Queerness was always a part of our culture. I’ve learned through Xinans* text, that Quan Âm (chin. Guanyin) is a holy figure with two or no gender. My grandmother used to pray to Quan Âm. Many of my peers and I wish that we would have known earlier. Many people in our generation perceive tradition and modern life as a painful contradiction, I wanted JACKFRUIT to be part of the generational healing process. I wrote a non-binary, queer main character whose motivation is not to come-out but to be the keeper of the family altar. Our authentic reality is very complex. Just like Quan Âm you can be everything, even though it feels like a contradiction.
How was the creation process of writing this screenplay? As well as producing this with an all-people of color production and cast?
I wrote JACKFRUIT as a continuation of ROAN. I had to get it out of my system. It felt truly personal to me. Even more so when I casted Mai Phuong Kollath, Hồng Ngọc Lê and Dần Boldt for the roles of the three women. All of them are amateur actors and actresses. They brought so much more depth to the characters, because they weren’t afraid to work with their own experiences in a family dynamic. I also had the opportunity to document the Têt festivities in Berlin, while improvising with Lê. All of the bits with Boldt were improvised as well. Those scenes gave the movie a very real-life documentary feel which I really like since authenticity was the style I was going for. The main goal was to find out how to represent, instead of only being represented. It challenged all of us to find new visual ways to capture those complex experiences and feelings of identity or familiar belonging.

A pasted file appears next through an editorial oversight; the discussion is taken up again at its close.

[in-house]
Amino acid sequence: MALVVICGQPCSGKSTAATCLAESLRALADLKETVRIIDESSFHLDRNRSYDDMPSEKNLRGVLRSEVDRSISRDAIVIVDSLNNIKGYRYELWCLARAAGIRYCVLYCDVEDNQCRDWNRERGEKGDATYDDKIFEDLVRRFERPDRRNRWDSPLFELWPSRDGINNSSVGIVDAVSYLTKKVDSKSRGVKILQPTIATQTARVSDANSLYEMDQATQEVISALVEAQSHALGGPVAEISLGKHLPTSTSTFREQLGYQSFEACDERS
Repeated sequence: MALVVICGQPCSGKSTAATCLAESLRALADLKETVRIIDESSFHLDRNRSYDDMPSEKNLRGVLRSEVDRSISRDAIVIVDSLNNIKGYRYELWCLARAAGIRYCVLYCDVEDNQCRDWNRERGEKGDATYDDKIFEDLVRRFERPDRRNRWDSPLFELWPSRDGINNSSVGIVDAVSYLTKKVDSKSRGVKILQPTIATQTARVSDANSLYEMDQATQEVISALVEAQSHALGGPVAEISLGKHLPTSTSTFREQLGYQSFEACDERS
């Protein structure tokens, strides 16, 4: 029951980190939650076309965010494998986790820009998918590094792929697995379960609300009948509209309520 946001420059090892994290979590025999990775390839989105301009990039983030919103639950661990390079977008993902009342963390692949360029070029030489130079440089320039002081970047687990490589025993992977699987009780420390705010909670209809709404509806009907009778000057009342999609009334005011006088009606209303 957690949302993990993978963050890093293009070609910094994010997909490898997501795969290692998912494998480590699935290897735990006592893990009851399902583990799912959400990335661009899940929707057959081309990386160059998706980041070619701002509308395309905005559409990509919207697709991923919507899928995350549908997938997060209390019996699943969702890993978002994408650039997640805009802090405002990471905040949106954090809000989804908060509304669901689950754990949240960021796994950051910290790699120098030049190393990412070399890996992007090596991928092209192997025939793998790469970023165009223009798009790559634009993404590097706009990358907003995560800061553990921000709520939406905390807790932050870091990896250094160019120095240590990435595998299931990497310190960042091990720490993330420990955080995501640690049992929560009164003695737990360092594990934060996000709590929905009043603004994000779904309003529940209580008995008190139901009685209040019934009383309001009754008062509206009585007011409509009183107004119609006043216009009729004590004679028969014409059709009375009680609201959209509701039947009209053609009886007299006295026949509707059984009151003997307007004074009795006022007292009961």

Who / what are your most significant queer inspirations?
My most significant inspirations are the queer, Asian-American poets Kitty Tsui and Ocean Vuong. Also, the films of Alice Wu and Ang Lee have influenced JACKFRUIT’s style significantly.
Do you have any recommendations or advice for aspiring queer writers and film makers?
Listen to yourself and your intuition. Allow yourself to heal and rest during stressful periods. It doesn’t have to be perfect right away. Set boundaries. Do not try and control the outcome. Control your message behind it. And finally, my last advice for you is to be soft and be brave.
To watch the short film: JACKFRUIT is currently available on CineAsianFilms.
*Xinan is the co-founder of the Asian German diasporia podcast Diaspor.asia.
Thùy Trang Nguyễn (*1993 Berlin) is a Vietnamese German filmmaker. She has been studying Directing at the International Film School Cologne since 2017. Her films challenge viewing habits by telling stories about the empowerment of queer BIPOC’s and the conservation of cultural heritage. Since 2012 she has been working as an assistant director, dialogue coach, diversity reader, caster and editor for fictional and documentary feature films. In 2010 she was a founding member of the non-profit organization BERLIN ASIAN FILMNETWORK (BAFNET).
Thi Minh Huyen Nguyen (*1992 Speyer, Rhineland-Palatinate) is a freelance author and researches Vietnamese identity in the global diaspora. In 2011 she founded her blog “Gold to Green”. With a B.A. in Media and Communication Science from the University of Mannheim, she spent a total of 5 years in the USA, most recently in the sports and marketing industry in New York City. As a co-founder of WAYV RUN KOLLEKTIV, she’s empowering BIPOC/LGBTQI* communities inside and outside of running. When Huyen is not writing or running, she volunteers for anti-racism projects like “IchbinkeinVirus.org” and advocates for intersectional feminism with projects like BIWOC* Rising.